Two images stood out in stark contrast in the early days of a nationwide coronavirus lockdown. Deserted city streets, and their polar opposite—long columns of an exodus snaking out of these urban agglomerations into the countryside. Thousands of migrant labourers left adrift because everything has shut down are retreating to their roots—by any desperate means they can, some on goods lorries, others on foot. Large parts of rural India, to where they are heading, had so far remained at arm’s length from COVID-19. But these are also places where healthcare is far from optimal. How will they cope now?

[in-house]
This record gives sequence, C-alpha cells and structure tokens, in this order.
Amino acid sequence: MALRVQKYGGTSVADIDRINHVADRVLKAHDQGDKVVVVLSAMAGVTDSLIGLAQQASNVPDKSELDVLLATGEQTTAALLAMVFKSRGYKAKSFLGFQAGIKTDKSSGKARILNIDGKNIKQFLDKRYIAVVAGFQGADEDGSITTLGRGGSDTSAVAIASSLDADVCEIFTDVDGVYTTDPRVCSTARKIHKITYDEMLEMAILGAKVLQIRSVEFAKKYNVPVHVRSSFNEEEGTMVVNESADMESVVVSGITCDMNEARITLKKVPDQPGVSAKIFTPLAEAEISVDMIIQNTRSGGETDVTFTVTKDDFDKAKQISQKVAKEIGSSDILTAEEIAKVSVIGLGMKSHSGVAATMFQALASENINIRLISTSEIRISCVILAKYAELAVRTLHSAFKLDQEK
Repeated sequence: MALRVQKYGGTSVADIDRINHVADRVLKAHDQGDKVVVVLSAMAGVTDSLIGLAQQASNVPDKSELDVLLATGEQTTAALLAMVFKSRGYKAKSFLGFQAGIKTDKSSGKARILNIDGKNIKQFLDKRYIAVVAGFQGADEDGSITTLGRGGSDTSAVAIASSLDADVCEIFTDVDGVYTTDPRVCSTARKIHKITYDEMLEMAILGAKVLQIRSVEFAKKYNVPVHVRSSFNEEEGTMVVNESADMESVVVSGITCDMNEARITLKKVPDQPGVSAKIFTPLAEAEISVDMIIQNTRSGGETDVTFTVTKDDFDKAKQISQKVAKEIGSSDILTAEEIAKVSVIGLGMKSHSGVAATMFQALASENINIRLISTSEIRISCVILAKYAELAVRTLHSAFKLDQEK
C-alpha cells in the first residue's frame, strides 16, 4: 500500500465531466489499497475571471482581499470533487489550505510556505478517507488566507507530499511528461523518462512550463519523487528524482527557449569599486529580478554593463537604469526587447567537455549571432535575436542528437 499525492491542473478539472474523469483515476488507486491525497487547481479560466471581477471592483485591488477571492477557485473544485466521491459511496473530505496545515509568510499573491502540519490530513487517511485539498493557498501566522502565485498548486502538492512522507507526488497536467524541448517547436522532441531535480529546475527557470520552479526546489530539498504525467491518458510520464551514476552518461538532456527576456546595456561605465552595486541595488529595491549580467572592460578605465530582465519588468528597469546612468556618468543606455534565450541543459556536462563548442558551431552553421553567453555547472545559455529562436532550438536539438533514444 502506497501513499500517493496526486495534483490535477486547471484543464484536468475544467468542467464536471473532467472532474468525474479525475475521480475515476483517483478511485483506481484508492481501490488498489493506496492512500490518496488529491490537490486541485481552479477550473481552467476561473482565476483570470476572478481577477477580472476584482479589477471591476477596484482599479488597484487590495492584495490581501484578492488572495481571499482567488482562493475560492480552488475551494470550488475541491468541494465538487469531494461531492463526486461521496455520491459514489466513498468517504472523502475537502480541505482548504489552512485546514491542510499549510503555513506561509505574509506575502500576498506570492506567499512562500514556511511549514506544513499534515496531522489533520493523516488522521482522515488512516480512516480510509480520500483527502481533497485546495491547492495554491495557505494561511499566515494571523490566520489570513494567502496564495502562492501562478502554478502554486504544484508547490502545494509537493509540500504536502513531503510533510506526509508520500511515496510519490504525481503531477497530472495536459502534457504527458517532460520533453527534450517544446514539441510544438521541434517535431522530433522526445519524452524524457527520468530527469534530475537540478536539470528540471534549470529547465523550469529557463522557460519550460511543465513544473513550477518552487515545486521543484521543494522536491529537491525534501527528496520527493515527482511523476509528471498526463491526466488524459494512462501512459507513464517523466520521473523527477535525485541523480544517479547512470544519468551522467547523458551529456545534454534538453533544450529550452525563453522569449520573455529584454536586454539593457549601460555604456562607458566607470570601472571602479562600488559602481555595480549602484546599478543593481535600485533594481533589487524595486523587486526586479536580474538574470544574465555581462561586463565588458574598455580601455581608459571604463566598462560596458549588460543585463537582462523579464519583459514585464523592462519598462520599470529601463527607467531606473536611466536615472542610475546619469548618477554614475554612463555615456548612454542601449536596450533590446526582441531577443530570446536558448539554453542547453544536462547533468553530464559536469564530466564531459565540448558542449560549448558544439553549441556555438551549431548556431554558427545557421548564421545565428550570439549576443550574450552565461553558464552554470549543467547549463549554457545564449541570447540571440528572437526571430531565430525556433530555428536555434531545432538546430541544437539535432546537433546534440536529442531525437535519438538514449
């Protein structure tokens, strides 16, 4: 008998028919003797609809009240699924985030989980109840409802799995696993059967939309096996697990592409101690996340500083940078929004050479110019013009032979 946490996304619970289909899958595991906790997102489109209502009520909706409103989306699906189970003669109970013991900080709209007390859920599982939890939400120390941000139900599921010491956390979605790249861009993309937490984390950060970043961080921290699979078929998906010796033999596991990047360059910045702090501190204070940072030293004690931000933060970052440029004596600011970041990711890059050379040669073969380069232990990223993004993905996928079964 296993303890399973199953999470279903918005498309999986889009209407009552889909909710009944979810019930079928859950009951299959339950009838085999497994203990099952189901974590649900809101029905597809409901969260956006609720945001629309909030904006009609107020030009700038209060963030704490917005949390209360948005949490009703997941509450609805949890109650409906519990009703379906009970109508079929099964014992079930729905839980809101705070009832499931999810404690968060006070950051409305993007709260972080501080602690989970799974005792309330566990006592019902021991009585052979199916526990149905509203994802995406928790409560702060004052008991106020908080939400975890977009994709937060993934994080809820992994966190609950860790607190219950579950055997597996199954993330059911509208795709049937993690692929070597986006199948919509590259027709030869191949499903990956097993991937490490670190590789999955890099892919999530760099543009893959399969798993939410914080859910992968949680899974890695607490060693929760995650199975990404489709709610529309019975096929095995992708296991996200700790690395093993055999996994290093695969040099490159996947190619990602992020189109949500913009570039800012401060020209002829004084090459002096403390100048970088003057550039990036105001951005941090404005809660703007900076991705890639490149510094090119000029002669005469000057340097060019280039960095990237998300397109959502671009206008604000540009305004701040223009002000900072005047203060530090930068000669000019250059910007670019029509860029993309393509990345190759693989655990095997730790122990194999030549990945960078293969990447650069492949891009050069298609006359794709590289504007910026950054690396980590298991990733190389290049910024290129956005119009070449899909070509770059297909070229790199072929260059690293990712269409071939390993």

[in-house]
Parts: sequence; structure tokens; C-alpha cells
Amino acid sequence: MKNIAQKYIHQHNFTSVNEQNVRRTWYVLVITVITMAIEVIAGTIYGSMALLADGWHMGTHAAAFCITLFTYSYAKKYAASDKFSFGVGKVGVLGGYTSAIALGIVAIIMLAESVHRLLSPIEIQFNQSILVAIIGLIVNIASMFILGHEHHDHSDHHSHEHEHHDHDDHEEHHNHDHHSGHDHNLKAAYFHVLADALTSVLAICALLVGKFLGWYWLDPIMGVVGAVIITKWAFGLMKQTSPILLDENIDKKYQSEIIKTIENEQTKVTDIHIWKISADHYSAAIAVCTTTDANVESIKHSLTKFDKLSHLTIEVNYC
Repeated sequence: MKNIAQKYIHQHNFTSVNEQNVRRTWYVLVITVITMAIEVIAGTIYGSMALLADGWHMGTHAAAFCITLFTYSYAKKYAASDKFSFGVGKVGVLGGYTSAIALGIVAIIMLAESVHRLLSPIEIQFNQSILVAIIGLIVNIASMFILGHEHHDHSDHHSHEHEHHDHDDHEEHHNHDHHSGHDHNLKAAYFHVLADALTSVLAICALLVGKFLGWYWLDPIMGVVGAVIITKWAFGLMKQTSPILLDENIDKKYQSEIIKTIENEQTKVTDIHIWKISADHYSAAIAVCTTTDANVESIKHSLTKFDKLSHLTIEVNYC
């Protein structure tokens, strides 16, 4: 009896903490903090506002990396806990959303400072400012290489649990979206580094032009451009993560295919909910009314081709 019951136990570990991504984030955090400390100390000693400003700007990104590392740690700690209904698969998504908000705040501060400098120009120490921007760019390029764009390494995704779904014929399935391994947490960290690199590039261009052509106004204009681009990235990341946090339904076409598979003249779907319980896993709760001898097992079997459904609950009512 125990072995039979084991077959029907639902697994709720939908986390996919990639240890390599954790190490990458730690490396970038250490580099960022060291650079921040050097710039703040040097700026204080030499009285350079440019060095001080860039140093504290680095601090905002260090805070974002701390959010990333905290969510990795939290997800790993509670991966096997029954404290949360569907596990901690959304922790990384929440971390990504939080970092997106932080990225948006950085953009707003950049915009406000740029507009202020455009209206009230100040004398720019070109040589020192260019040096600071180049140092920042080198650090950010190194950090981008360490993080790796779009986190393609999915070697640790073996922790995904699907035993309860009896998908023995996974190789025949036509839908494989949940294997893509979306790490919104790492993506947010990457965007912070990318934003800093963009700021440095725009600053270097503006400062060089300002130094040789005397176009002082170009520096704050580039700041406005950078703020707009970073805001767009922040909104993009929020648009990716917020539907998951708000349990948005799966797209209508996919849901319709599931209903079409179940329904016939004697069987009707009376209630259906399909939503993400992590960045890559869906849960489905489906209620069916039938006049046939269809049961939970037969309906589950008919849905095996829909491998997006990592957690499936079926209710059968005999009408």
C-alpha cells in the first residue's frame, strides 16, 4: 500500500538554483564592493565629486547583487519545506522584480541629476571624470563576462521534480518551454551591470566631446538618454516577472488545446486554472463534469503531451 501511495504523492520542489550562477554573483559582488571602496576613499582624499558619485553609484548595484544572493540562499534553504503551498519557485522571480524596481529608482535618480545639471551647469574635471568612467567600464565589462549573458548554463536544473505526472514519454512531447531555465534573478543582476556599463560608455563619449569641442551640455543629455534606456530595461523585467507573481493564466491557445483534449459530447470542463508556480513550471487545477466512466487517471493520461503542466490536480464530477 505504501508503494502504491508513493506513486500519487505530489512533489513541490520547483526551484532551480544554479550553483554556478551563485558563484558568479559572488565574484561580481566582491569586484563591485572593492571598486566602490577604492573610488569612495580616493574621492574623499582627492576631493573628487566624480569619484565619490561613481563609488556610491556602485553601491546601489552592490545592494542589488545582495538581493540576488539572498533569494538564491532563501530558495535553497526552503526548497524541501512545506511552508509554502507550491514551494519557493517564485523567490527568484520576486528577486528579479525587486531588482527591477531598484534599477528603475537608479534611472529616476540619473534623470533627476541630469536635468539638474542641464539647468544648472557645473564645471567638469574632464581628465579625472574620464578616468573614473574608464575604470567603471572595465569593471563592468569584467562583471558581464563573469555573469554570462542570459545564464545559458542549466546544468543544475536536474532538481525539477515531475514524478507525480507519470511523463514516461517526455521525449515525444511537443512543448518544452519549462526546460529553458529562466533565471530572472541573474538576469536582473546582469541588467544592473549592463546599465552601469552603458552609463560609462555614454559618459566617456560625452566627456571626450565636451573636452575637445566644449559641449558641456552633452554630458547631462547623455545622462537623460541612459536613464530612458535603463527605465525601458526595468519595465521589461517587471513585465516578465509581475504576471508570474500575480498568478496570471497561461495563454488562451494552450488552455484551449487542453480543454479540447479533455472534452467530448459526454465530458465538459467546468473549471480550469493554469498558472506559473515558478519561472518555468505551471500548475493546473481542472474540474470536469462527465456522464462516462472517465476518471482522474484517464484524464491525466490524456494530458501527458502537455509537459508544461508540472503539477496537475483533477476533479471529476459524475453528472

The concerns were already visible—overzealous district authorities in Bareilly hosed down returning folk with bleach; from a remote village in West Bengal’s Purulia came the unusual story of seven villagers just back from Chennai quarantining themselves on banyan trees so as to protect their families living in huts, and themselves from elephants.